News National The moments that started an Australia Day movement

The moments that started an Australia Day movement

Cathy Freeman victory lap
Cathy Freeman's victory lap at the Sydney Olympics was a key moment in reconciliation, writes Wendy Harmer. Photo: Getty
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Eighteen years ago, in the year 2000, I was pregnant with my daughter Maeve.

My obstetrician advised that, due to some expected complications, I should book myself in for a cesarean birth. All I had to do was choose the date.

I dithered over the calendar for days. Weeks went by. It seemed that nominating a date was a huge responsibility, somehow interfering with some ancient celestial destiny which steers our puny human fates.

With my daughter’s birth imminent (and my doctor probably trying to plan his golf day), the task became more urgent, and so I reasoned that if she were to be born on Australia Day eve, she could party hard on her birthday and have the next day off work. The perfect Aussie pressie!

Back then the date of Australia Day seemed fixed, immutable, so it was a small gift from mother to daughter to last a lifetime.

My daughter turns 18 on this Australia Day eve, and has declared, you guessed it, that it’s time to #changethedate.

Maeve’s reasoning is simple: “For many it’s a day of mourning and my friends and I don’t feel it’s a day that all Australians can enjoy. So we’d like to find another day. Thanks.”

What’s changed in the almost two decades since she was born? And why is she asking us to find another day to celebrate everything that’s Australian?

Maeve was just a baby in her pram in May 2000, one soul among 250,000 who crossed the Sydney Harbour Bridge in support of reconciliation and corroboree with our fellow Indigenous citizens.

A mere five months later, Australia hosted the games of the XXVII Olympiad in Sydney – The Games of the New Millennium.

The date will change. If not now, later. It’s inevitable.

She was learning to crawl when we bought a new wide-screen TV to watch them. From the first moments of the exhilarating opening ceremony, when the stockmen galloped onto the stadium to say “G’day”, we were captivated.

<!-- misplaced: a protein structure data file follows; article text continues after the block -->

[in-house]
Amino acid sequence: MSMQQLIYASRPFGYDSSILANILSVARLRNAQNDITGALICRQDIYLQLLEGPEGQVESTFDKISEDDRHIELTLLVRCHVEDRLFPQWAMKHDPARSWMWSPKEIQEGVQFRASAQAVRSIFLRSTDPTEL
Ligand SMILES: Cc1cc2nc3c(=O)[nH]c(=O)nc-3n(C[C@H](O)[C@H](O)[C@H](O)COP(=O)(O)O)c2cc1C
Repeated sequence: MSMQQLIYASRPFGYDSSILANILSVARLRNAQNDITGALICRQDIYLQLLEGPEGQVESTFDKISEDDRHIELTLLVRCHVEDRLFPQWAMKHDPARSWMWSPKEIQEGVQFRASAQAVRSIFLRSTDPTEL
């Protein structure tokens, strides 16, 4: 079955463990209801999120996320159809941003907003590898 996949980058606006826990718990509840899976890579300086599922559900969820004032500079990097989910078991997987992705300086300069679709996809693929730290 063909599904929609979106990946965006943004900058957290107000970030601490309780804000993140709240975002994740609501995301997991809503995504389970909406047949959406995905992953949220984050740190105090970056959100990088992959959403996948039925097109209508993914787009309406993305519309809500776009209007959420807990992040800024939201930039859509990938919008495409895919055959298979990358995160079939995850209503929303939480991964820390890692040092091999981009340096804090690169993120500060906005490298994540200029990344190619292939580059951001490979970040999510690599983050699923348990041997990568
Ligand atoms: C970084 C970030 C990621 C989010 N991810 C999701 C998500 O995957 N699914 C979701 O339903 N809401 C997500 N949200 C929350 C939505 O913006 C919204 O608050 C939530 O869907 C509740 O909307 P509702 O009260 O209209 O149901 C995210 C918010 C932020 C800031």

Maeve was probably gnawing a cushion on the night our hopes were riding on Cathy Freeman as she stepped onto the track for the 400 metres final.

Cathy was poured into in her green and gold body suit – a nod to the green and gold wattle – and her red, black and gold running shoes paid homage to the red of the earth, the black skin of our First Nation people and the life-giving sun. That slight frame carried the nation’s hopes. She ran for all of us. And she won!

Her victory lap with both Australian flags fluttering won’t be forgotten anytime soon.

This is Maeve’s native country: The tumultuous year of 2000 into which she was born. So, all her life, she’s been alive to the possibilities a change of date offers.

It’s not my Australia of the sixties where the history of our Indigenous people was a blank page. My classroom was taught that the custodians of this land for untold millennia somehow acquiesced, retreated and melded into the shadows in the face of Colonial invasion and quietly disappeared.

Maeve knows better. She knows our bloody history and the conquest of this continent that brought so much misery with it. The least she can do, she says, is campaign for a day that doesn’t glorify the moment in 1788 when a British Flag was planted in terra nullius –  meaning “land belonging to no-one” – that symbolises so much heartbreak and destruction for so many.

Instead, her generation embraces the heritage of 40,000 years of knowledge and culture so generously offered by her fellow Australians.

The date will change. If not now, later. It’s inevitable.

Over to you Maeve, and your generation.

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